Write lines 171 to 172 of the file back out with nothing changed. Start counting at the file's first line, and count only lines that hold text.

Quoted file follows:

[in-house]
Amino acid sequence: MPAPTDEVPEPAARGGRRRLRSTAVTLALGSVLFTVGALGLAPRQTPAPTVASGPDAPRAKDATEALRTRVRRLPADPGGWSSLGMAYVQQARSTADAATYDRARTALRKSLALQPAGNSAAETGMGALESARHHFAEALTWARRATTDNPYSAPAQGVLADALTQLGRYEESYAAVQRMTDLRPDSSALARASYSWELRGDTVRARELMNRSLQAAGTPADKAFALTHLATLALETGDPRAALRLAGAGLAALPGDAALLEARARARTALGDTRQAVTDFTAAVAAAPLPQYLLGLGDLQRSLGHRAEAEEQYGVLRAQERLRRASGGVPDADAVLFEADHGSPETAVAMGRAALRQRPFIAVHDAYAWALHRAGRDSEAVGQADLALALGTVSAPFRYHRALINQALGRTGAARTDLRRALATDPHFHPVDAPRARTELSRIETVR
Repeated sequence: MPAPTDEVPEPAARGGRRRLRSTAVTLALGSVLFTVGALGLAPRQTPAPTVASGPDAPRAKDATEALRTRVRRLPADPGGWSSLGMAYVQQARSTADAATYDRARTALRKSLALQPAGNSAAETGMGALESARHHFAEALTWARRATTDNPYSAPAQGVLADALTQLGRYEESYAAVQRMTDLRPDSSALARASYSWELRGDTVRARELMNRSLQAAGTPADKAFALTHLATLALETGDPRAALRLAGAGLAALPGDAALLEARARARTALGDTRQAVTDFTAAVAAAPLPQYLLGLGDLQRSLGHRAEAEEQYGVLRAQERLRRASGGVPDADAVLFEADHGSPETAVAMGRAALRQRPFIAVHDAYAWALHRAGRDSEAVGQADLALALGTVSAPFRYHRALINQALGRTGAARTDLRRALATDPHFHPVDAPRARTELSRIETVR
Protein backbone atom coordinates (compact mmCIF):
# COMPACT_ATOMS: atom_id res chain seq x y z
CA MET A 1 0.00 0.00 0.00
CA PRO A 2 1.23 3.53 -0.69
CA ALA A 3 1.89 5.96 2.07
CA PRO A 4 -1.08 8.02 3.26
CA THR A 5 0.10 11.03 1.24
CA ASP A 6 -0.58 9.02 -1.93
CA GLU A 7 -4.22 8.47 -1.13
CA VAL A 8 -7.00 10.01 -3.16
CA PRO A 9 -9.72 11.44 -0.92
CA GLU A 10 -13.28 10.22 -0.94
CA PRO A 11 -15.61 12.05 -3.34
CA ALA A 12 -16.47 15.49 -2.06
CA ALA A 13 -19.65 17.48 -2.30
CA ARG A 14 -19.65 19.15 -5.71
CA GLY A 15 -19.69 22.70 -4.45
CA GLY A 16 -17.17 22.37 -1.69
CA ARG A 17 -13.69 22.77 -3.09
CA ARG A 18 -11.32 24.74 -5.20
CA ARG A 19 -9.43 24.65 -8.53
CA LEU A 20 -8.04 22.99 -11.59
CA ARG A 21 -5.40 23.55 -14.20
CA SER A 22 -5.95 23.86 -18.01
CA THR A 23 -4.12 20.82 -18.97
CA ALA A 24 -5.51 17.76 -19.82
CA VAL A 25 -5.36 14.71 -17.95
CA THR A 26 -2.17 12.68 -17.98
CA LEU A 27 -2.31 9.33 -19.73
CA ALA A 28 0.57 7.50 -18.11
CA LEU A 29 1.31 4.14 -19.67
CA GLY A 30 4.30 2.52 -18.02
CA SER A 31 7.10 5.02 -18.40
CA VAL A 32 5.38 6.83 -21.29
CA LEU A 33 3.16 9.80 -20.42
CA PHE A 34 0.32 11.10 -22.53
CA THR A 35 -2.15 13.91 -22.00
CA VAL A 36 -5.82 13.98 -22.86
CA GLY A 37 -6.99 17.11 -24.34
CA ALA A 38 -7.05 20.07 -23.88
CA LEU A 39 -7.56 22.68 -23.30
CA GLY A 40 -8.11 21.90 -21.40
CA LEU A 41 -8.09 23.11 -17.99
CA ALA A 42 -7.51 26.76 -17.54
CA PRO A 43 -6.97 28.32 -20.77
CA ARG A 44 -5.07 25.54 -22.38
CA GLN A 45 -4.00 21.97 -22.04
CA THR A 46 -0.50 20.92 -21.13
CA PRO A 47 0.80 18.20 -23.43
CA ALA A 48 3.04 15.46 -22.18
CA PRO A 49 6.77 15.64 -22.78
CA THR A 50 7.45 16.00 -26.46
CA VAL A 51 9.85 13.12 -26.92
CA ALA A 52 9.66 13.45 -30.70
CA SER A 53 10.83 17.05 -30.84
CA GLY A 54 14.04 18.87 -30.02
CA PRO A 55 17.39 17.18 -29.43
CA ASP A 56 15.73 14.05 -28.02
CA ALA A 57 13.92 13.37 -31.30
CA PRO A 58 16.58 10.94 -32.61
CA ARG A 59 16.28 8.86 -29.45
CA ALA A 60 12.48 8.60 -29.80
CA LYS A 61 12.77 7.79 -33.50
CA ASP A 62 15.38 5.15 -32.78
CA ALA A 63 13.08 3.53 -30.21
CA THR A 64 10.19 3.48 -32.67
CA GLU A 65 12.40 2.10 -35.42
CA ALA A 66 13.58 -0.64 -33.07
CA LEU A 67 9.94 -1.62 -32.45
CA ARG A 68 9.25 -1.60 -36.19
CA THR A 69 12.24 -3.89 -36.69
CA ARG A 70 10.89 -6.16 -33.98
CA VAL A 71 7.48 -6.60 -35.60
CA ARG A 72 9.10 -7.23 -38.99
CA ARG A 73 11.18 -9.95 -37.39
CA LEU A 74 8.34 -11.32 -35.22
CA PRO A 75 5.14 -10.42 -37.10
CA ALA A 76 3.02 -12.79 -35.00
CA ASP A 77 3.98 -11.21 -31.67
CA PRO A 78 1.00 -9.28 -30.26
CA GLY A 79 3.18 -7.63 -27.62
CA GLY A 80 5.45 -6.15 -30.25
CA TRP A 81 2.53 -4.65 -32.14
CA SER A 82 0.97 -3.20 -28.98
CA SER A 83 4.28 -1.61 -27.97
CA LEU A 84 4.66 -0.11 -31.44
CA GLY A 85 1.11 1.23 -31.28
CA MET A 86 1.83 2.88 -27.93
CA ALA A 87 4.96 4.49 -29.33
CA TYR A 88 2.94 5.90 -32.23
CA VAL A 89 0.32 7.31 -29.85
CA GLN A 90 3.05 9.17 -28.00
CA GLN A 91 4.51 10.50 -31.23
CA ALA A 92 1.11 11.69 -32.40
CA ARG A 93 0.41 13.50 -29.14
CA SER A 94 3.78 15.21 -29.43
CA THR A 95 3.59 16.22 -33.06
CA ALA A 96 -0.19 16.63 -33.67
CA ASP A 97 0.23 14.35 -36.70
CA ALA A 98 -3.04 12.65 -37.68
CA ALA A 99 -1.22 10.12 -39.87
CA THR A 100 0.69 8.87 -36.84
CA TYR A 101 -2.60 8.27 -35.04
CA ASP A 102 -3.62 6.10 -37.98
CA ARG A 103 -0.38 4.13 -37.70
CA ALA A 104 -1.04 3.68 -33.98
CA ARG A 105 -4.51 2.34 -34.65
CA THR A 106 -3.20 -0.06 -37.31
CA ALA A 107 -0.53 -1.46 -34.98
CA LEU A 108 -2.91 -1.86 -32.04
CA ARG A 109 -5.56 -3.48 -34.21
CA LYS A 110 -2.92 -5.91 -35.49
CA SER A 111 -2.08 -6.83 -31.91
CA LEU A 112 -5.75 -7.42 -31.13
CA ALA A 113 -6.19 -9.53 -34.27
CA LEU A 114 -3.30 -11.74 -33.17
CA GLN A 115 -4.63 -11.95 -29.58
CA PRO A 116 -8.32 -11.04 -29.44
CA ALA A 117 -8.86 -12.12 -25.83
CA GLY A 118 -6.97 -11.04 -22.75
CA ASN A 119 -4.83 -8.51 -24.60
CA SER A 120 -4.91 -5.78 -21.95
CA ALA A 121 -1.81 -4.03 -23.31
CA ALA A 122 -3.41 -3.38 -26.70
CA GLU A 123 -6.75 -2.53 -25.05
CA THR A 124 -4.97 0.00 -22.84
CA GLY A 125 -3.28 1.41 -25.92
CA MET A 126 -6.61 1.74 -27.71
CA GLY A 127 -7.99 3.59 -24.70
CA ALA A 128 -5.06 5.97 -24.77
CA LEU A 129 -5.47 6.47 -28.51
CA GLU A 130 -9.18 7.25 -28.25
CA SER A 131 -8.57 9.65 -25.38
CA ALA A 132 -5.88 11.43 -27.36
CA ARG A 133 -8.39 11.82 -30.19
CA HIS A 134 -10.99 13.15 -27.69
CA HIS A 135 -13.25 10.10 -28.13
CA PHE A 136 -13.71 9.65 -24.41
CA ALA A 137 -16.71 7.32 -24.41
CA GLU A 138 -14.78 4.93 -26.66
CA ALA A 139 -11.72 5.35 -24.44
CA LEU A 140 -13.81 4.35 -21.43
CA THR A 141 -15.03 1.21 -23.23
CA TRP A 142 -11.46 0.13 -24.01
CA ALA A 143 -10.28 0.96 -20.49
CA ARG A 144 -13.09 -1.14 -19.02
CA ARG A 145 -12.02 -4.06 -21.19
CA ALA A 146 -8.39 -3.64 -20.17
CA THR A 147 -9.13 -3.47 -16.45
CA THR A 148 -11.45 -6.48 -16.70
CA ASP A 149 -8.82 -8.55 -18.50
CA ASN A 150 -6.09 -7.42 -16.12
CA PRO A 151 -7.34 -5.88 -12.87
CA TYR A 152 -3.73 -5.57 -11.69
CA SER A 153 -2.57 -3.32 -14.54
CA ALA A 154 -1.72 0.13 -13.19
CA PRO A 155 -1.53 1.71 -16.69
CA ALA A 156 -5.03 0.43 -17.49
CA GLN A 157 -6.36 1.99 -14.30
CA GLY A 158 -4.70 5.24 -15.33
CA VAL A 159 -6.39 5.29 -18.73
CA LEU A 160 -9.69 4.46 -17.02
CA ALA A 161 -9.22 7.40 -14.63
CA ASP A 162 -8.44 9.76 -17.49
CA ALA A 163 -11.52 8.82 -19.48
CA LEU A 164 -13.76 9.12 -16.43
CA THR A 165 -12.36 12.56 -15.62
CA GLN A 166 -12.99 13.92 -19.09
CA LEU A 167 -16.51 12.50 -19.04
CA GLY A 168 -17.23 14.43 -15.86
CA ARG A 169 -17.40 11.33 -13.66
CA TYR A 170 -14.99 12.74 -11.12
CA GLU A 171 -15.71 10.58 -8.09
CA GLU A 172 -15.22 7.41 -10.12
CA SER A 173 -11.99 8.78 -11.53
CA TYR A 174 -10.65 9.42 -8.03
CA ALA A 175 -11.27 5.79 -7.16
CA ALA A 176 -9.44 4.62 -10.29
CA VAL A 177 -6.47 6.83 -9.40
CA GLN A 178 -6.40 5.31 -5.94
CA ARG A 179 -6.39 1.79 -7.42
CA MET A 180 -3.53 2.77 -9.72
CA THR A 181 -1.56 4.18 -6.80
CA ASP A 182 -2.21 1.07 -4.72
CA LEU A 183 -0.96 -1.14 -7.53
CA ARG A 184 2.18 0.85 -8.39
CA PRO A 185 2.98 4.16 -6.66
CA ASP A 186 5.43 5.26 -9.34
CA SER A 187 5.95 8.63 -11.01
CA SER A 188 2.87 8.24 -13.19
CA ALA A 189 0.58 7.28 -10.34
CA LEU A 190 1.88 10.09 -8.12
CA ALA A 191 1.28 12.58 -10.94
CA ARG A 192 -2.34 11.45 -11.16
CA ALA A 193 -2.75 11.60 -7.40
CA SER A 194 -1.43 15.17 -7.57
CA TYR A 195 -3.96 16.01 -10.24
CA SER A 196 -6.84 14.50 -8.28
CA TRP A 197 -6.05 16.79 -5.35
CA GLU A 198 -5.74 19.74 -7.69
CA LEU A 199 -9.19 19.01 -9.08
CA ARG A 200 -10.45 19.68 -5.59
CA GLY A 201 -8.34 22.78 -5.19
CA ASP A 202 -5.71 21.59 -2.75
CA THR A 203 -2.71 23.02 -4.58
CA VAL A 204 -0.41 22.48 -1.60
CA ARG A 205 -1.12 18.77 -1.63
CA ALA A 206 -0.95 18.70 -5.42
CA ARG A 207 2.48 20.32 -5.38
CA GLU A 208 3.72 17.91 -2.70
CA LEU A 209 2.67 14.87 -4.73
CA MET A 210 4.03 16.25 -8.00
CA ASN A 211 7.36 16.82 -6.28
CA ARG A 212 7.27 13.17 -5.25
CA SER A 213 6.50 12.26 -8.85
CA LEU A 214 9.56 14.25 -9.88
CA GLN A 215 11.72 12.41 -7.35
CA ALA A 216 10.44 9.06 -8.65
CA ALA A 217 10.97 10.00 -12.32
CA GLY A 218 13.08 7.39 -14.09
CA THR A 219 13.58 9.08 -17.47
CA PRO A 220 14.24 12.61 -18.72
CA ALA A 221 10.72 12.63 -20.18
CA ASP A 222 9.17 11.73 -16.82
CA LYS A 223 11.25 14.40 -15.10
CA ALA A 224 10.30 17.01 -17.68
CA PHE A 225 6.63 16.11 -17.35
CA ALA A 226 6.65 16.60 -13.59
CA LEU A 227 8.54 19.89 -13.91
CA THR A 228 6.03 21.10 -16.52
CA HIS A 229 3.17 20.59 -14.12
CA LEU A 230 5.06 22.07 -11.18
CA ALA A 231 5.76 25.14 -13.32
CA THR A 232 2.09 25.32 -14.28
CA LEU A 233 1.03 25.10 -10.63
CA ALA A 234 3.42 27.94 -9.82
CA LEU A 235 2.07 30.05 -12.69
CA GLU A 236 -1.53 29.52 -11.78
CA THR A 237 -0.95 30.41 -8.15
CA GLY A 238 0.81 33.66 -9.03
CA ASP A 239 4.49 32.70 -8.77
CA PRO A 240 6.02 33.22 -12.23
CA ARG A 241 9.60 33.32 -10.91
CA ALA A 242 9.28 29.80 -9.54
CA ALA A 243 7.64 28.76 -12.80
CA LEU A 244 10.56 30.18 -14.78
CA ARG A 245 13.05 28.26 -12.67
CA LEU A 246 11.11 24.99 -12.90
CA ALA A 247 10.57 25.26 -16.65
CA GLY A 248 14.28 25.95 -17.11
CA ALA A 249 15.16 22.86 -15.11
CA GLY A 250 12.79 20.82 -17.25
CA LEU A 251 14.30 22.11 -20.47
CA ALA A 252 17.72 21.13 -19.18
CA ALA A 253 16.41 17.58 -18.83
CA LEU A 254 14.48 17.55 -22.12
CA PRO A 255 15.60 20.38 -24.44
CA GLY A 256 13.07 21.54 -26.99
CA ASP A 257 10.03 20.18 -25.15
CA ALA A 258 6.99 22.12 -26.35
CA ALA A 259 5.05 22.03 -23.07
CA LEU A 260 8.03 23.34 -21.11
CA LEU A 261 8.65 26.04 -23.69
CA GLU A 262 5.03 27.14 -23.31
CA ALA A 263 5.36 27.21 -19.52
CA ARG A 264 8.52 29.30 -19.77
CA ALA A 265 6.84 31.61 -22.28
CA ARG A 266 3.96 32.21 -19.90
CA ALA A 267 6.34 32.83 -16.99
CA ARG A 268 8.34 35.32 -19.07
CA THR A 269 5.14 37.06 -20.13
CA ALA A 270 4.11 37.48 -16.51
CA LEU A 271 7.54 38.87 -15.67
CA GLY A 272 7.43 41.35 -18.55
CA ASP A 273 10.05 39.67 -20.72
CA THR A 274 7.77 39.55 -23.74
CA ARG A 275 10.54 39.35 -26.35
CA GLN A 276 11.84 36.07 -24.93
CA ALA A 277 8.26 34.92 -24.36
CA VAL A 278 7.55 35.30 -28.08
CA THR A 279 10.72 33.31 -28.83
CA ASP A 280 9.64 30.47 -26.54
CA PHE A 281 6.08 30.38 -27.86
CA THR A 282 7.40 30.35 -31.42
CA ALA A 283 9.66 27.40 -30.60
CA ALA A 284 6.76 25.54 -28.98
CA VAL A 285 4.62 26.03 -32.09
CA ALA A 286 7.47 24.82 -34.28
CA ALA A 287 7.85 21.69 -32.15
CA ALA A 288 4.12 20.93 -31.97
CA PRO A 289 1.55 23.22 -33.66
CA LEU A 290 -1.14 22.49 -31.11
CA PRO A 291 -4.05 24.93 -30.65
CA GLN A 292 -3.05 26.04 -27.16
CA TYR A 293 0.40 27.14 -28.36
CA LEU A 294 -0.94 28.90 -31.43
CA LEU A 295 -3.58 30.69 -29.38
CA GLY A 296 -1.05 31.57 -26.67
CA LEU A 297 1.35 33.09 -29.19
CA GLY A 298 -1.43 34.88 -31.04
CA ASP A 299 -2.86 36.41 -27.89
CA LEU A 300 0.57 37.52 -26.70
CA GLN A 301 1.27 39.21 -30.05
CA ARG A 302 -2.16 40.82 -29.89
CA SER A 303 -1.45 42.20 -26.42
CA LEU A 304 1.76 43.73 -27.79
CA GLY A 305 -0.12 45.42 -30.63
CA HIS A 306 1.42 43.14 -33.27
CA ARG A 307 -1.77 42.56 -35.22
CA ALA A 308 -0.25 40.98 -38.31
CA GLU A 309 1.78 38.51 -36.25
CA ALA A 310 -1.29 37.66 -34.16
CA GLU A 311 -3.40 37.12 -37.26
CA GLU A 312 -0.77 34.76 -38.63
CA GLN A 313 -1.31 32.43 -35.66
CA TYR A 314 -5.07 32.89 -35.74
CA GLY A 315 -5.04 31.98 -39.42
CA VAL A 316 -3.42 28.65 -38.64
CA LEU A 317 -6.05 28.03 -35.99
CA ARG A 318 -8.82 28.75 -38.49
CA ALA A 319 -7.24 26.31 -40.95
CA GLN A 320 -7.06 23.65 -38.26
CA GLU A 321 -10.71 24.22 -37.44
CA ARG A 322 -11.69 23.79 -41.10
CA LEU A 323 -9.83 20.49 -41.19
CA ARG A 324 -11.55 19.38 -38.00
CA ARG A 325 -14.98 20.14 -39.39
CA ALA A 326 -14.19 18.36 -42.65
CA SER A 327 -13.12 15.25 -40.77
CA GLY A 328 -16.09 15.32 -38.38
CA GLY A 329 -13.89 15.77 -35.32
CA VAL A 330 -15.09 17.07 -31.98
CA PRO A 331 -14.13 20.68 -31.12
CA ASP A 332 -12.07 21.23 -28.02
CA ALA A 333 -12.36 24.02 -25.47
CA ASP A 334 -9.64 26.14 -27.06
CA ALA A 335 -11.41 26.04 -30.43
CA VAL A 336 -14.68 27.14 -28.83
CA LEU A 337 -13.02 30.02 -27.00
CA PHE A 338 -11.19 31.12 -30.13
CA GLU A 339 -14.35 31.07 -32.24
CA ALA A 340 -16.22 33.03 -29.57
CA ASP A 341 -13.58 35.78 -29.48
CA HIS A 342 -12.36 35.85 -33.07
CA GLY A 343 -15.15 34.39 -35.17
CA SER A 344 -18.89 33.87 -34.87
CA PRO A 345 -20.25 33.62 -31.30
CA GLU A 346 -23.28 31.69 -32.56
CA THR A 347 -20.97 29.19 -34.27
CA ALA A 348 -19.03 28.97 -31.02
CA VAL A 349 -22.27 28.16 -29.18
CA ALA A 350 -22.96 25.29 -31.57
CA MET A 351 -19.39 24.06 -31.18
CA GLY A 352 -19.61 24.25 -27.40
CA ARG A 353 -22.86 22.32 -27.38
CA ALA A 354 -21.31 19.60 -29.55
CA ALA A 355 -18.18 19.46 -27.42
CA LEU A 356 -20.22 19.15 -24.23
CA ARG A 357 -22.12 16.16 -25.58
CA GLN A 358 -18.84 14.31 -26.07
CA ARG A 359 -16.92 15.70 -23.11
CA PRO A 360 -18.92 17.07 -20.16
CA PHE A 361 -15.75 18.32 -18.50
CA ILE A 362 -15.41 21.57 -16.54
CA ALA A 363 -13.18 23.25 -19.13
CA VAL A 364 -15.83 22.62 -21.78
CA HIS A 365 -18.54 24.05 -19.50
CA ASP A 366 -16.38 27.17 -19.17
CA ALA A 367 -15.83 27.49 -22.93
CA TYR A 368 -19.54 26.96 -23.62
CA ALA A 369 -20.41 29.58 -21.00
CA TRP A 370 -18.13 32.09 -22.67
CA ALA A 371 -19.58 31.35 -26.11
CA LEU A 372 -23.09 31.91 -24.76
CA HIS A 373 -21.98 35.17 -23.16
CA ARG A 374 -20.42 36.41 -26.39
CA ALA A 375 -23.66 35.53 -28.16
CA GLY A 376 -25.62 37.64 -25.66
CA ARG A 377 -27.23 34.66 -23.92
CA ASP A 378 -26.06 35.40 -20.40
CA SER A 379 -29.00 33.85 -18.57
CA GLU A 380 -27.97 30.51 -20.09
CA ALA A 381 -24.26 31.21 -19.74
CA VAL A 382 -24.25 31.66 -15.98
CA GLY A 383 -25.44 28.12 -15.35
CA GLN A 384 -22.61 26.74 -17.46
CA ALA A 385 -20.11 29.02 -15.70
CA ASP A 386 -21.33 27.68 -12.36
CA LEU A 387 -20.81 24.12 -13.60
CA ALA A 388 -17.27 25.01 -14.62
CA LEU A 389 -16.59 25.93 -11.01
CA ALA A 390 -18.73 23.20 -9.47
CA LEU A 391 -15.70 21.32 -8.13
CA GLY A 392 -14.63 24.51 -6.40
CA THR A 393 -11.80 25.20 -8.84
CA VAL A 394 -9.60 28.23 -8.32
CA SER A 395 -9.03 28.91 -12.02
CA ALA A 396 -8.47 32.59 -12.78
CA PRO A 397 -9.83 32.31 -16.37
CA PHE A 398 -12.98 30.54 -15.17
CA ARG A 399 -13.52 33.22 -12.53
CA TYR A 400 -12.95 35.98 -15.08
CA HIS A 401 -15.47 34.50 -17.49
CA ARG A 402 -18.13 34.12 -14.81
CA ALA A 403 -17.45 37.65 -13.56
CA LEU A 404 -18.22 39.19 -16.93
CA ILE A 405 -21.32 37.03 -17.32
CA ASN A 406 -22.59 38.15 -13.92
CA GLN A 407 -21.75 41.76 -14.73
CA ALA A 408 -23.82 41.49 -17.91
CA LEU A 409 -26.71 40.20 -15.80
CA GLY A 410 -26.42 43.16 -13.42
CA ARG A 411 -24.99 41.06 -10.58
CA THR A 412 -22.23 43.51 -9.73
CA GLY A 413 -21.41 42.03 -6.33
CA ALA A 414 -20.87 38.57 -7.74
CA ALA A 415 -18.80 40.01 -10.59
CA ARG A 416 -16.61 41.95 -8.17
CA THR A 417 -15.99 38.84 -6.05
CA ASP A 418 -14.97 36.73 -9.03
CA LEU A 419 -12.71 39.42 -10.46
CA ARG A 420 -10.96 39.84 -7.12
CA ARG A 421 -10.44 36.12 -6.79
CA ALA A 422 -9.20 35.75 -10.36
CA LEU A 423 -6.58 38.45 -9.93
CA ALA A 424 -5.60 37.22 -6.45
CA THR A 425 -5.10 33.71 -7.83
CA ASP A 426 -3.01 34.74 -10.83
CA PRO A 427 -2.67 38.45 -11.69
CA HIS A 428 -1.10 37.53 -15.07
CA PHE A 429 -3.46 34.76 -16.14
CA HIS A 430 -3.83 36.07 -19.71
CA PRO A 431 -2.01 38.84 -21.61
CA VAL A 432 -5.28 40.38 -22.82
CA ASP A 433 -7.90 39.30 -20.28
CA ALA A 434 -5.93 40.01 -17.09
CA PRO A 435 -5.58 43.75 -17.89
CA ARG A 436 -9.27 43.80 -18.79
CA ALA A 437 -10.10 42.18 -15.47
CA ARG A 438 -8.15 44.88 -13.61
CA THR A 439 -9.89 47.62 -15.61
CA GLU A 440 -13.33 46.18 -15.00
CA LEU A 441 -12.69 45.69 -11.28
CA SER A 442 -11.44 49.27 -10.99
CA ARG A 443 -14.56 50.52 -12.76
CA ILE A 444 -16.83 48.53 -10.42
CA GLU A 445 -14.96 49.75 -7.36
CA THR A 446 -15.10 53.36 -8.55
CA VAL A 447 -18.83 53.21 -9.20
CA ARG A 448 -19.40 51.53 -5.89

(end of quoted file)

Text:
CA GLN A 166 -12.99 13.92 -19.09
CA LEU A 167 -16.51 12.50 -19.04